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ANALYSIS: COP26 cranks up pressure on oil, gas despite dodging closer scrutiny

Highlights

Major emissions gap still existing to hit net-zero

Accords to boost SAF update, EV sales

Carbon abatement costs already rising

The global oil and gas industry emerged largely unruffled by specific pledges at the COP26 climate summit, but big oil and gas producers and demand for their fuels were firmly in the sights of pacts seeking a faster transition to cleaner energy at the pivotal Glasgow event.

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Dubbed a "wake-up call" by OPEC Secretary-General Mohammad Barkindo, the two-week climate talks formally recognized the need to put an end to fossil fuels, even if there were no decisive plans to achieve that aim.

After last-minute interventions by India and China, the pacts call for the "phasing down," rather than "phasing out" of "unabated coal power" as well as "inefficient subsidies" for the industry.

While the US and EU strongly backed the inclusion of language on phasing out fossil fuel subsidies and coal-fired power, it was resisted by some major fossil fuel producers.

South Africa and Nigeria, which are heavily dependent on coal and oil respectively, objected to a simple aim to end fossil fuels subsidies.

Extended in the form of direct subsidies, fiscal incentives, price regulation and other government support, the International Energy Agency estimates fossil subsidies amounted to $180 billion globally in 2020.

India pointed to its subsidies for LPG to low-income households that mitigates pollution from burning biomass.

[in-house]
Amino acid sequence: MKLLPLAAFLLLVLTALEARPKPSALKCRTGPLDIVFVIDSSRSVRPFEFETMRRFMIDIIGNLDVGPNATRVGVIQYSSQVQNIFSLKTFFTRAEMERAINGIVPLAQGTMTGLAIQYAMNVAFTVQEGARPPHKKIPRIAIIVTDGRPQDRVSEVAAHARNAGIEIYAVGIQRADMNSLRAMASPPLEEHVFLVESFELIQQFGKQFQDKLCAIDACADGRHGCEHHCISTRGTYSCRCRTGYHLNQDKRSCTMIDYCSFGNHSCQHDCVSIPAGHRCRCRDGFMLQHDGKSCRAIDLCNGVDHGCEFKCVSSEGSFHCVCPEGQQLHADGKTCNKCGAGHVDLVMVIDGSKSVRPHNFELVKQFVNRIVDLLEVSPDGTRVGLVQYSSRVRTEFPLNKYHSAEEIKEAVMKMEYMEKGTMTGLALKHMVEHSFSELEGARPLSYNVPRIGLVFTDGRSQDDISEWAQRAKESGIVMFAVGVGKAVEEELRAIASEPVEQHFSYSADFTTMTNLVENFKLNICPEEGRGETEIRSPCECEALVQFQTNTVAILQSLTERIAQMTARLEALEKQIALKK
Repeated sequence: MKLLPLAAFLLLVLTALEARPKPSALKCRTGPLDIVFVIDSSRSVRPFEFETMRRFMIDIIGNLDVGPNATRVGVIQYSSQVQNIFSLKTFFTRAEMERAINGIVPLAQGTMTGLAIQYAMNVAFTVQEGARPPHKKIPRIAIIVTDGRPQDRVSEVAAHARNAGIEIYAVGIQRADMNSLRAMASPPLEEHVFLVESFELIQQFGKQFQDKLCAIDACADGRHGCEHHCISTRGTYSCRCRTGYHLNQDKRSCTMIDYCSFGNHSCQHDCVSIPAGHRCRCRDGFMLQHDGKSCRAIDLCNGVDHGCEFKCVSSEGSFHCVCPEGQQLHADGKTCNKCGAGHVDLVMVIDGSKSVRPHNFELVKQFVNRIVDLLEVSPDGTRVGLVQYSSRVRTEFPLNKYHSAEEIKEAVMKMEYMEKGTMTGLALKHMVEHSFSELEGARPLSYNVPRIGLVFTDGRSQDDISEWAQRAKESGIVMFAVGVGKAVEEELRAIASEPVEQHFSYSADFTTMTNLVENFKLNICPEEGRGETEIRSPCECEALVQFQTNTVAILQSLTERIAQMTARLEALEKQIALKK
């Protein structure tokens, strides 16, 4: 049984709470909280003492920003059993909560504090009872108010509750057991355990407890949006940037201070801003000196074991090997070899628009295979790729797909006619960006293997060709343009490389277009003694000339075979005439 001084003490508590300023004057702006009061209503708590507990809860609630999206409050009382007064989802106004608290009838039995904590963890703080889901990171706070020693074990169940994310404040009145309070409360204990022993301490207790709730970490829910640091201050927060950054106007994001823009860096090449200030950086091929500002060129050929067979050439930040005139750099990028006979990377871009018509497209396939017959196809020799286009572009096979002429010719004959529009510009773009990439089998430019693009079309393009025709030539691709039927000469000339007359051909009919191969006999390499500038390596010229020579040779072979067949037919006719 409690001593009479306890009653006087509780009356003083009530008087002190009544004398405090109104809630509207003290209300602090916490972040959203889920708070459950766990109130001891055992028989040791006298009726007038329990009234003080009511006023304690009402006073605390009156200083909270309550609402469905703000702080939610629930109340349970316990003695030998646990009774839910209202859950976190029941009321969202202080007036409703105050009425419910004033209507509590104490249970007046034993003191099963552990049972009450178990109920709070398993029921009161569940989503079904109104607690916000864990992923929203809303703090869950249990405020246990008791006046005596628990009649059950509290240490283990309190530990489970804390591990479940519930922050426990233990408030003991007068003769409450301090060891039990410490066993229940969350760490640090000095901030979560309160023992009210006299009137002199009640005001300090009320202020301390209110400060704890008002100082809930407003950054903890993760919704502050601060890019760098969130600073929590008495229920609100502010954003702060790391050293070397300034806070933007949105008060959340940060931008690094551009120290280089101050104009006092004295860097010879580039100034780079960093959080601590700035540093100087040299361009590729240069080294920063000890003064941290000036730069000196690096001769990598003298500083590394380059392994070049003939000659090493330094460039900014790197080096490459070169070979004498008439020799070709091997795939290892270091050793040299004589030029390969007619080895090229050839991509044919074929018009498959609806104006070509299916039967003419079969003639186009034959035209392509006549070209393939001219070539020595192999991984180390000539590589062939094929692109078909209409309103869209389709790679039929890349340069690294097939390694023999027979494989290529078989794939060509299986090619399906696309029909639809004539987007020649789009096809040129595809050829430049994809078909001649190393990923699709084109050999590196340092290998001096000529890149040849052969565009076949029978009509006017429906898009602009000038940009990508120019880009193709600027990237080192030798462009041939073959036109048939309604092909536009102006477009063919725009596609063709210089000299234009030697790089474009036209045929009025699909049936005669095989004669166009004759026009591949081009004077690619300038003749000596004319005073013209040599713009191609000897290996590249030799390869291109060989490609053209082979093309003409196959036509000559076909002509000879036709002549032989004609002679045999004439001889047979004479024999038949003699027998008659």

Nevertheless, COP26 optimists said the 2015 Paris Agreement does not even mention fossil fuels that generate some 90% of human CO2 emissions.

That's still a long way from a roadmap to hitting Paris climate targets. Global oil demand alone would need to collapse by 75% over the next three decades to put the world on a pathway to net-zero emissions by 2050, according to the IEA.

Global coal, oil and gas production and demand would have to start declining "immediately" to hit the 1.5 C target, with just coal and oil needing to fall from today to hit the 2 C target, the UN said in a recent report.

Oil, gas phase-out

One major potential accelerant to global energy transition and carbon reduction hopes is India's long-awaited national 2070 net-zero target. The world's third-biggest oil importer and consumer imports more than 80% of its oil and is a key driver for global oil demand growth.

But most of India's emission reductions would likely come from clean coals project with carbon capture rather than a collapse in oil demand. The country's oil demand will rise to 7.1 million b/d by 2030 from 5 million b/d in 2019, under the IEA's reference case scenario.

The event also saw the official launch of the Beyond Oil and Gas Alliance, an initiative by Denmark and Costa Rica to spur a global phase out of oil and gas.

Set up earlier this year to raise pressure on oil and gas producers, BOGA was joined by France, Greenland, Ireland, Sweden, Wales and the Canadian province of Quebec. California and New Zealand signed on as associate members, committed to taking "concrete steps'' to reduce oil and gas production.

Denmark, which has seen its North Sea oil and gas production fall to 100,000 b/d of oil equivalent after peaking in 2004, has already banned new exploration and committed to ending production by 2050. While other small producers may join the cause, producers with more at stake are unlikely to commit.